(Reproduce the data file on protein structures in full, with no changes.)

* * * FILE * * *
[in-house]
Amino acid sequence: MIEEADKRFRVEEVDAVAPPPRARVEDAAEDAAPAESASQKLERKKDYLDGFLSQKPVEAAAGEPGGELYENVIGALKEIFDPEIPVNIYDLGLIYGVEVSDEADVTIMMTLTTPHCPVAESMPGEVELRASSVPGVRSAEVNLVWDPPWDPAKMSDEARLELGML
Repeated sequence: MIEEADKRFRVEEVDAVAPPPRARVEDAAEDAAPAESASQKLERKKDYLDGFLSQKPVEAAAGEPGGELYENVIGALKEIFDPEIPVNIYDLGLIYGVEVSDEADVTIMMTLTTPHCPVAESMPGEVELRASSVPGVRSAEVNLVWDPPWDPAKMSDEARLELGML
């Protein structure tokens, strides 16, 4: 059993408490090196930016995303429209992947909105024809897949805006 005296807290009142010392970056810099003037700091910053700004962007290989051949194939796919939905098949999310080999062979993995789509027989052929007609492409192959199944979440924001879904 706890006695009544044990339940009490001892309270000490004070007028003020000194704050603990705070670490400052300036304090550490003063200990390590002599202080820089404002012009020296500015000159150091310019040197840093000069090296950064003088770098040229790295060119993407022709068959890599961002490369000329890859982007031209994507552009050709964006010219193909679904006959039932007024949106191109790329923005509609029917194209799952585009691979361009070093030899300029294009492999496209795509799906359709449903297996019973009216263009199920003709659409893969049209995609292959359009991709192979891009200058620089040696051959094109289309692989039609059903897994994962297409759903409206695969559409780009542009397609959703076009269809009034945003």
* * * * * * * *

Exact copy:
[in-house]
Amino acid sequence: MIEEADKRFRVEEVDAVAPPPRARVEDAAEDAAPAESASQKLERKKDYLDGFLSQKPVEAAAGEPGGELYENVIGALKEIFDPEIPVNIYDLGLIYGVEVSDEADVTIMMTLTTPHCPVAESMPGEVELRASSVPGVRSAEVNLVWDPPWDPAKMSDEARLELGML
Repeated sequence: MIEEADKRFRVEEVDAVAPPPRARVEDAAEDAAPAESASQKLERKKDYLDGFLSQKPVEAAAGEPGGELYENVIGALKEIFDPEIPVNIYDLGLIYGVEVSDEADVTIMMTLTTPHCPVAESMPGEVELRASSVPGVRSAEVNLVWDPPWDPAKMSDEARLELGML
């Protein structure tokens, strides 16, 4: 059993408490090196930016995303429209992947909105024809897949805006 005296807290009142010392970056810099003037700091910053700004962007290989051949194939796919939905098949999310080999062979993995789509027989052929007609492409192959199944979440924001879904 706890006695009544044990339940009490001892309270000490004070007028003020000194704050603990705070670490400052300036304090550490003063200990390590002599202080820089404002012009020296500015000159150091310019040197840093000069090296950064003088770098040229790295060119993407022709068959890599961002490369000329890859982007031209994507552009050709964006010219193909679904006959039932007024949106191109790329923005509609029917194209799952585009691979361009070093030899300029294009492999496209795509799906359709449903297996019973009216263009199920003709659409893969049209995609292959359009991709192979891009200058620089040696051959094109289309692989039609059903897994994962297409759903409206695969559409780009542009397609959703076009269809009034945003």